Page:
In the Wake of a Queen Departed

On Monday evening, 19 September 2022, Queen Elizabeth II was laid to rest at Windsor Castle after her funeral at Westminster Abbey earlier that day. The funeral service was watched by tens of millions of people in Great Britain, and tens or perhaps hundreds of millions more elsewhere in the world.

George and I were in Oxford that day. Oxford is just a little more than 50 miles northwest of London, but that morning it felt worlds away. While hordes of people lined the streets of London all along Elizabeth’s funeral procession route, Oxford was uncharacteristically quiet. Just about every store and restaurant was closed out of respect for the Queen (as was the case nearly everywhere in England). Our hotel still served us breakfast. And we passed a handful of open coffee shops as we wandered the streets of Oxford. But with just about all other retail establishments shuttered for the day, there was little else to do but wander the streets.

A usually very busy spot in Oxford on the morning of the Queen’s funeral.
Not much doing here, either.

Later in the day, after the funeral was over, people trickled out into the streets. A few cafes opened, and some of the restaurants and pubs started preparing to welcome evening customers. Even so, the city center never really woke up that Monday, and the outskirts of town remained fast asleep.

By mid-afternoon, some tourists could be seen wandering around Radcliffe Square.
But Oxford’s colleges, such as Christ Church above, which are generally open for visitors at least part of each day, remained closed that Monday.
Even the University Church kept its doors shut.

The following day we departed from Oxford, drove back to Heathrow to drop off our rental car, and then caught a ride into London for the last few days of our trip. One day after the funeral, London was more or less back to normal – with a few notable exceptions. The most obvious was that Buckingham Palace remained closed, as did all the roads leading to it – the Mall, Constitution Hill, and Birdcage Walk.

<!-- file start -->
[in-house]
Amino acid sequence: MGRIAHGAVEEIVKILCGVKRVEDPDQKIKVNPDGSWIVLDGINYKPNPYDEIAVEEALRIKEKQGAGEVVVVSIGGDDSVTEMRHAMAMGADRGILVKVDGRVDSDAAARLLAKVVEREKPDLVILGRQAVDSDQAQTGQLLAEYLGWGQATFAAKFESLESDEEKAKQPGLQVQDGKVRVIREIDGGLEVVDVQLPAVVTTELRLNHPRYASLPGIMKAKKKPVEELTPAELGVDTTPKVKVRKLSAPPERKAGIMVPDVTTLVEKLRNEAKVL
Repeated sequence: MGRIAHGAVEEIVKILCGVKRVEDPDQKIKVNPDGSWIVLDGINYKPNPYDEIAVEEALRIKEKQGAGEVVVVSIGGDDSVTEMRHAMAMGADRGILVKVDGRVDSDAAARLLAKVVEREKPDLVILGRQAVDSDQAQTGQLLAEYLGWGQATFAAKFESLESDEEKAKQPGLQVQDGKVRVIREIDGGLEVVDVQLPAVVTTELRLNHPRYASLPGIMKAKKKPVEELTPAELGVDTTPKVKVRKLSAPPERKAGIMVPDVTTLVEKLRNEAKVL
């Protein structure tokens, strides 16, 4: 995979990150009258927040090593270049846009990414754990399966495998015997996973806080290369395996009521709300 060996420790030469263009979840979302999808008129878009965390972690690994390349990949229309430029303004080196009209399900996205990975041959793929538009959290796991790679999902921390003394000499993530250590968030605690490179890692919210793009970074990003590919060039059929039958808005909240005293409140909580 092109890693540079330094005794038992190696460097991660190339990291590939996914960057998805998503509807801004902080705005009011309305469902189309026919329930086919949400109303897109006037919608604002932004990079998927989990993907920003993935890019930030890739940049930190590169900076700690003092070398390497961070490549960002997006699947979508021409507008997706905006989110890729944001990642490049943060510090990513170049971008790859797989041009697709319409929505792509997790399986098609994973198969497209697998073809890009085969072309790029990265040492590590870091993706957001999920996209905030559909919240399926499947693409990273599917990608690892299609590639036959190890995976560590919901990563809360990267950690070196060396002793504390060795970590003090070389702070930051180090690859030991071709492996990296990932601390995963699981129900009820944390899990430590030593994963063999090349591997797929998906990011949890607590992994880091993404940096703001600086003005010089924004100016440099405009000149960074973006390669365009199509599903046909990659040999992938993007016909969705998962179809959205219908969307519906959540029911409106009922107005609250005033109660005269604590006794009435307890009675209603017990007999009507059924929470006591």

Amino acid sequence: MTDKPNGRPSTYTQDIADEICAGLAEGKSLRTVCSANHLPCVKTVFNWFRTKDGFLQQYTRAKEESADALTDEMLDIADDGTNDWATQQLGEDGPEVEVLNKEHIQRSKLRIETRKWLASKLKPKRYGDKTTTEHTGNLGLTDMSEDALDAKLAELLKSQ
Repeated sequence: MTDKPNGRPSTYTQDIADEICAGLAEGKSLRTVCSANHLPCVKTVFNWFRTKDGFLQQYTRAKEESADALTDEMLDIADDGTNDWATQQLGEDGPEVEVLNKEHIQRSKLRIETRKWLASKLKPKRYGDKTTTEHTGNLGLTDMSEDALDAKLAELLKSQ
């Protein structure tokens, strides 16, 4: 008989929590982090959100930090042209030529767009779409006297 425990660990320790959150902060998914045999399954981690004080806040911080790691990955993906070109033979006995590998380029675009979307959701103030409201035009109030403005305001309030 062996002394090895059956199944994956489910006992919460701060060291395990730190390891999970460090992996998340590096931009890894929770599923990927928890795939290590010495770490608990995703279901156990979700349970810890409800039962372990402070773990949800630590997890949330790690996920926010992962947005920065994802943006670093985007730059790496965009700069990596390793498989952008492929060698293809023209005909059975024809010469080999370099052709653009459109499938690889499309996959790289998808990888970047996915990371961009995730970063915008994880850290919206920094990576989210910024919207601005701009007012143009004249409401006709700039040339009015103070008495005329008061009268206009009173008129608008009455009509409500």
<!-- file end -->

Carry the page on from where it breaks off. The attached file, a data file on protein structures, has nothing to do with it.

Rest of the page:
On any ordinary day it would be impossible to snap a pic of Buckingham Palace looking this deserted.
Queen Victoria’s Memorial usually attracts mobs of admirers.
A rare glimpse from Buckingham Palace down an unoccupied Mall.
There were plenty of people like us hanging around the Palace, taking in the historical moment. There was just no way to get near the main attractions.
Westminster Abbey was also off-limits.

In various parks around London, flower memorials spoke to the city’s outpouring of affection and grief for their deceased Queen.

One of many flower memorials in Green Park, just north of the Palace.
People of all ages left cards, letters, and symbolic objects as well as heaps of flowers. But messages from schoolchildren seemed the most voluminous.

As I mentioned in some of the earlier Bit of England posts, Elizabeth’s passing didn’t seem to have as deep an effect on some parts of the nation as we had imagined. But in London, the sense of loss, of awe, of history in the making, was inescapable. We felt privileged to be there.

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  1. JoAnn Antoszewski

    Just a neat blog and I loved the tributes

    1. Craig David Singer (Post author)

      Thanks for reading!

  2. Joan Gavin

    Thanks for this! It made me feel as if I was a small part of the celebration of the Queen’s life.

    1. Craig David Singer (Post author)

      That’s how we felt too!


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